French outcomes from Latin eu: neutrum > neutre, rheuma > rhume, et al.

Catagrapha

Member
Malagasy
Wiktionary says neutre and rhume are both borrowed. Why is one outcome eu, another u?
If inherited, what would be the outcome for the eu of a word like neutrum or rheuma (i.e., a disyllabic or multisyllabic word where eu is not the nucleus of the last syllable, like neutrum, rheuma, unlike nucleus)?
 
  • pollohispanizado

    Senior Member
    Inglés canadiense
    They are both attested around the same time --within a century and a bit--, but rhume (or reume, as it was spelled back then) was commonly used much sooner than neutre (13th century vs. 17th century), which means that between that and the illiteracy of the middle ages, it had more time and room to change.
     

    Swatters

    Senior Member
    French - Belgium, some Wallo-Picard
    If inherited, what would be the outcome for the eu of a word like neutrum or rheuma (i.e., a disyllabic or multisyllabic word where eu is not the nucleus of the last syllable, like neutrum, rheuma, unlike nucleus)?
    I can't think of an example where the diphthong /eu̯/ representing Greek εῦ was inherited. Words like neutrum, where a tonic short /e/ was followed by /u/ are more frequent: déus > dieu, tenoléum > *tonoléum > tonlieu, meum > mien, Matthaeus > *Mattéus > Matthieu, all indicating that VL /ɛ/ diphthonged to /jɛ/ as in a open syllable in that context. Ignoring meum which seems to have been simplified to /mjɛn/ at some point, this led to a /jɛw/ triphthong that eventually gave /jø/, so I'd expect /njøːtʀ/ and either /ʀjœm(ə)/ or /rjɛ̃/ as modern French outcomes, depending on how rheuma was treated when the neuter was eliminated (*reuma or *reumo)

    Frankish *speot > épieu shares this outcome too.
     

    Catagrapha

    Member
    Malagasy
    Wiktionary says Proto-Germanic *fehu > Vulgar Latin *feus > Old French fieu; feud is borrowed from feudum.
    Teuton is borrowed. If inherited, would it be Tieuton? Or Tieun?
     

    Swatters

    Senior Member
    French - Belgium, some Wallo-Picard
    That's actually really hard to answer because there isn't many words of that shape that were truly inherited. The stress was initial here, so teutonem > */'tɛwtne/, which creates a really strange cluster that would have had to be resolved and I'm not sure how. Similar clusters like hominem > */'ɔmne/ > OF homme /ɔmə/, ōrdinem > */ordne/ > OF orne, ourne /ornə/ > /urnə/ give us a hint, but I can't think of any etymon with */tn/. (Cases of CVnVm > Crə like diaconum > diacre or ordinem > ordre are very early loans from Latin)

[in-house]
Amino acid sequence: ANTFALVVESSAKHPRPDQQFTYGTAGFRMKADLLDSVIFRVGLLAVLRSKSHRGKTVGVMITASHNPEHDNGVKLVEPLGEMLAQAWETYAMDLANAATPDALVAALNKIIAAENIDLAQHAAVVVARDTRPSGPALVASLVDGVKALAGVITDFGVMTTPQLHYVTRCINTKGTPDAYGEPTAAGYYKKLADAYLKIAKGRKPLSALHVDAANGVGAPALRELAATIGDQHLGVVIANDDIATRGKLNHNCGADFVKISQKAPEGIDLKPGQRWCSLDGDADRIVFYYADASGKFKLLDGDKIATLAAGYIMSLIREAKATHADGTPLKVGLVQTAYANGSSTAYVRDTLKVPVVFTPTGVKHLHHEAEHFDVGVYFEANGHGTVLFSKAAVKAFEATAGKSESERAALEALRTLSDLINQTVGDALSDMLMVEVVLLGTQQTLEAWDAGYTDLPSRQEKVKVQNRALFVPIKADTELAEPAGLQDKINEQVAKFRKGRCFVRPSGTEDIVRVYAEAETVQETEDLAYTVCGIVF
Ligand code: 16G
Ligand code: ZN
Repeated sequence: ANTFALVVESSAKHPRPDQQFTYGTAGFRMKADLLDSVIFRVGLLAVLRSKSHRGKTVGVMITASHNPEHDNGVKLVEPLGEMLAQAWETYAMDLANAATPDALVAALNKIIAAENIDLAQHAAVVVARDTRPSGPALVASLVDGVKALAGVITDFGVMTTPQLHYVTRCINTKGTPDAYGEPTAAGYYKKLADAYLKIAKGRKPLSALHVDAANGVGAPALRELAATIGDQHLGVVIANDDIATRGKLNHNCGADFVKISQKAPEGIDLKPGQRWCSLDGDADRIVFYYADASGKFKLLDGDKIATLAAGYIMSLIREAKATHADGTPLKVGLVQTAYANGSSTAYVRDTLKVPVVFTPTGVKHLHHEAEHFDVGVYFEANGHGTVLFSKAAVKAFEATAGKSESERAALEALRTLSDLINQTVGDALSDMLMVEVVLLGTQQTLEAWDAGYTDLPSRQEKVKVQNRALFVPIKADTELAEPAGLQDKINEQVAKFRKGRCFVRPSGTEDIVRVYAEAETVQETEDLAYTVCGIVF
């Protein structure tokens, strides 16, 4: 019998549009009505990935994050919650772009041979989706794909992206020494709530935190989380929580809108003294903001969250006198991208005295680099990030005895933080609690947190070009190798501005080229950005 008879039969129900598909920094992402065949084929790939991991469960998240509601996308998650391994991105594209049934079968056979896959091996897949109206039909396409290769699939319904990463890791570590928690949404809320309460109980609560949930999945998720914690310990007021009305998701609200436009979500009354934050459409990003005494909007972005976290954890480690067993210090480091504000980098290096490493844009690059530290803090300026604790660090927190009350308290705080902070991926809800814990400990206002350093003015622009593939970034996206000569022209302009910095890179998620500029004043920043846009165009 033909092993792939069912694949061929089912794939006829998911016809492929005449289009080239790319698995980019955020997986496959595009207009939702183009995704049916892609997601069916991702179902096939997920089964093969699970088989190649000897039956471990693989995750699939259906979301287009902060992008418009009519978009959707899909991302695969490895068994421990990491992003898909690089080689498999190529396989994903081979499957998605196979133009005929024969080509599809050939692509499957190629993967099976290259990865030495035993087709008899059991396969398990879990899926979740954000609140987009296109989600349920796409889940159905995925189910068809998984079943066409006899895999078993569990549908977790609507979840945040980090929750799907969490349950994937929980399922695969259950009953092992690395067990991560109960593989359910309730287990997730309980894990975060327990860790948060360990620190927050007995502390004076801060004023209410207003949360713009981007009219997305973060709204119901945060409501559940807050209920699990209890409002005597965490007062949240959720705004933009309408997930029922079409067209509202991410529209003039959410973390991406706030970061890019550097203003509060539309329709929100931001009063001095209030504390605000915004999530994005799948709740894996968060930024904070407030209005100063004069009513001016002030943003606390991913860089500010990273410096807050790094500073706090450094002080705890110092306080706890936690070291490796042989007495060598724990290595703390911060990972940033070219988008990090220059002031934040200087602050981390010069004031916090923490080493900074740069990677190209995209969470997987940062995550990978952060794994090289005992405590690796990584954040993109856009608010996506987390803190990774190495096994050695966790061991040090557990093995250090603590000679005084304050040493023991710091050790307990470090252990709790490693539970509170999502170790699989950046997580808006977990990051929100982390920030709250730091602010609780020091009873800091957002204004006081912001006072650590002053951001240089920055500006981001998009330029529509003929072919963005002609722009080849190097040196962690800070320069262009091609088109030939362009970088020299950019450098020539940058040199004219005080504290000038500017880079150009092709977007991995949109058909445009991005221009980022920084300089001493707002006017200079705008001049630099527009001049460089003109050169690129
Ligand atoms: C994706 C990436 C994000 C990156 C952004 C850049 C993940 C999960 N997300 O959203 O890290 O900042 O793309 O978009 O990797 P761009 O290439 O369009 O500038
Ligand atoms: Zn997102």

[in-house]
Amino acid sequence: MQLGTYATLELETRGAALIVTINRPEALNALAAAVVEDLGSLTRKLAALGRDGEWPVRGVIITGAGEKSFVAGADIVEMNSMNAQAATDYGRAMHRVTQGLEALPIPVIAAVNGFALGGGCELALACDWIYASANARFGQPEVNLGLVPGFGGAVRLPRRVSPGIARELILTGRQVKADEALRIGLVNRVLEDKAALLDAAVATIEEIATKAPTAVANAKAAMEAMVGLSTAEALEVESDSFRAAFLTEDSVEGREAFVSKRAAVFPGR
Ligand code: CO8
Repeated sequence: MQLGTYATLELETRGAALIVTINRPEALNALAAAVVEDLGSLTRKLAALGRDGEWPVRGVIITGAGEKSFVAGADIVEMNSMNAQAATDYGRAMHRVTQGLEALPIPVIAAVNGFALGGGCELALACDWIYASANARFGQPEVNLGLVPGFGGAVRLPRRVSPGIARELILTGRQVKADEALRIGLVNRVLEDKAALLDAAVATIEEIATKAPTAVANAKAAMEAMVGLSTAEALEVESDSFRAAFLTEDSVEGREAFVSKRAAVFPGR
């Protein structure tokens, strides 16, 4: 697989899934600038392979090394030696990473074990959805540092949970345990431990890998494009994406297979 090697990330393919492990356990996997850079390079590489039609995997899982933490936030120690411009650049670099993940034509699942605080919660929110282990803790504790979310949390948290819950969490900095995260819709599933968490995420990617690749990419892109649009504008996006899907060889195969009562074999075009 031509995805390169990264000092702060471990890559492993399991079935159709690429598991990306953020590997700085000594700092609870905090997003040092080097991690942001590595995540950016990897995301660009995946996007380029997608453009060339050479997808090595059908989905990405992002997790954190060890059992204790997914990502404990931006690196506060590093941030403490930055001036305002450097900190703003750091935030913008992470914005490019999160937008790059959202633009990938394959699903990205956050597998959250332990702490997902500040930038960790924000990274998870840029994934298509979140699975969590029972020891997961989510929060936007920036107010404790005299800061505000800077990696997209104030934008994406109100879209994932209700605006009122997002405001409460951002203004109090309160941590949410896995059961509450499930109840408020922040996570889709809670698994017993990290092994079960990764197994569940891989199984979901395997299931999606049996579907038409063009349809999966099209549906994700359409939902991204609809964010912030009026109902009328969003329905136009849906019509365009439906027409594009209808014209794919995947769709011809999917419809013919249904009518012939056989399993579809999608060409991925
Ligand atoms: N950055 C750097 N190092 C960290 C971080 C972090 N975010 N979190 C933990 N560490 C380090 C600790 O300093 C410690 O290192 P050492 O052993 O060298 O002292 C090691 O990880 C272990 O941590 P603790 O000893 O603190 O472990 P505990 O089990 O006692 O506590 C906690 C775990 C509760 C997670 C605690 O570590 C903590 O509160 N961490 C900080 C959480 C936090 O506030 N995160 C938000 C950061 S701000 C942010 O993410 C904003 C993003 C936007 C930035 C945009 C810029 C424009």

Assuming a similar /tne/ > /nə/ outcome as in ordinem gives *tieune, but that's highly speculative.

    EDIT: There's a city that went Santones > Saintes, which gives support to an outcome like teutonem > *tieute.

    That particular root did give us an inherited word however, but as a VL loan from Frankish rather than from Greek. Germanic theodisk/thiudisk > It. tedesco, Fr. thiois /tiwa/. The word appear in Carolingian texts as theodiscum and in the song of Roland as Teideis, but the modern outcomes in Gallo-Romance look to be from VL */tiw'dekso/ > */ti'ðejso/ (The eo > iu shift looks to have taken place in Frankish in umlauting contexts), rather than an early medieval Latin borrowing as wiktionary claims.
     
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    Sobakus

    Senior Member
    According to Rohlfs 1969, South Italian dialects show two treatments of this:
    • eu > evi, as in λεύκη > lievica "white poplar", Leviche (placename) shows disyllabic treatment;
    • eu > iò, as in πεύκη > piòca "maritime pine", Jòppolo < (ἄγιος) Εύπλος (placename) shows consonantisation + accent shift, parallel to fīlíolus > figliuòlo; the outcome of -egn- is the same, e.g. liòna < ligna "wood". Rohlfs writes all the examples with an open ò, but before that it says "è passato a ". By the way, this vacillation of eu~eg when followed by a consonant is attested already in Late Latin.
     

    Catagrapha

    Member
    Malagasy
    According to Rohlfs 1969, South Italian dialects show two treatments of this:
    • eu > evi, as in λεύκη > lievica "white poplar", Leviche (placename) shows disyllabic treatment;.
    I saw a divergent development Leucum > Lecco, somewhat similar to Achilleus > Achilles, Achille.

    I saw two divergent developments: se(c)urum > seur, se(c)utorem > suytour. What led to the divergence?
    (I suppose the c was dropped first like doyen <decanum> , foyer <focarium>).
     
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    Swatters

    Senior Member
    French - Belgium, some Wallo-Picard
    I saw two divergent developments: se(c)urum > seur, se(c)utorem > suytour. What led to the divergence?
    (I suppose the c was dropped first like doyen <decanum> , foyer <focarium>
    Stress. Words like deum were stressed on the e, which became a diphthong ie. Securum was stressed on the first u while secutorem was stressed on the o.

    You absolutely need to take stress into account when thinking about Romance étymologies, vowel evolved completely differently when stressed
     
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